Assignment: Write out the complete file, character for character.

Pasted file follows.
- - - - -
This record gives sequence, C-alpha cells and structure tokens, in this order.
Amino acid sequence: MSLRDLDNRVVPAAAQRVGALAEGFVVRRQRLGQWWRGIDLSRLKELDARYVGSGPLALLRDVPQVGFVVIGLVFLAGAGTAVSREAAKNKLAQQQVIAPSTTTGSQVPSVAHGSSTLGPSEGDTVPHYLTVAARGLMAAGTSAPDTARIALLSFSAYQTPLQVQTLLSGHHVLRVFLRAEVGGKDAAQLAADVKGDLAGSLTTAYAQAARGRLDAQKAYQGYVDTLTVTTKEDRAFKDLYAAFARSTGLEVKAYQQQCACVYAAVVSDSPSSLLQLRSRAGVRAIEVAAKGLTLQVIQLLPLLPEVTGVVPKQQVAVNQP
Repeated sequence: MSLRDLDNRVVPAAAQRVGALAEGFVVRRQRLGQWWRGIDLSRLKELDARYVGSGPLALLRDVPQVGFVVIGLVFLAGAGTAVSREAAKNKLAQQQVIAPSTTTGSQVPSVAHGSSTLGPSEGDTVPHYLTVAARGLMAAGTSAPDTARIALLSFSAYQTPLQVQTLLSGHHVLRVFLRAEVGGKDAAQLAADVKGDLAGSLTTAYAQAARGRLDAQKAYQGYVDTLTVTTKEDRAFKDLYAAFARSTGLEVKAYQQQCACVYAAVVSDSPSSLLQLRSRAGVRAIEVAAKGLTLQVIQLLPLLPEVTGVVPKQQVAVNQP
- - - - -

This record gives sequence, C-alpha cells and structure tokens, in this order.
Amino acid sequence: MSLRDLDNRVVPAAAQRVGALAEGFVVRRQRLGQWWRGIDLSRLKELDARYVGSGPLALLRDVPQVGFVVIGLVFLAGAGTAVSREAAKNKLAQQQVIAPSTTTGSQVPSVAHGSSTLGPSEGDTVPHYLTVAARGLMAAGTSAPDTARIALLSFSAYQTPLQVQTLLSGHHVLRVFLRAEVGGKDAAQLAADVKGDLAGSLTTAYAQAARGRLDAQKAYQGYVDTLTVTTKEDRAFKDLYAAFARSTGLEVKAYQQQCACVYAAVVSDSPSSLLQLRSRAGVRAIEVAAKGLTLQVIQLLPLLPEVTGVVPKQQVAVNQP
Repeated sequence: MSLRDLDNRVVPAAAQRVGALAEGFVVRRQRLGQWWRGIDLSRLKELDARYVGSGPLALLRDVPQVGFVVIGLVFLAGAGTAVSREAAKNKLAQQQVIAPSTTTGSQVPSVAHGSSTLGPSEGDTVPHYLTVAARGLMAAGTSAPDTARIALLSFSAYQTPLQVQTLLSGHHVLRVFLRAEVGGKDAAQLAADVKGDLAGSLTTAYAQAARGRLDAQKAYQGYVDTLTVTTKEDRAFKDLYAAFARSTGLEVKAYQQQCACVYAAVVSDSPSSLLQLRSRAGVRAIEVAAKGLTLQVIQLLPLLPEVTGVVPKQQVAVNQP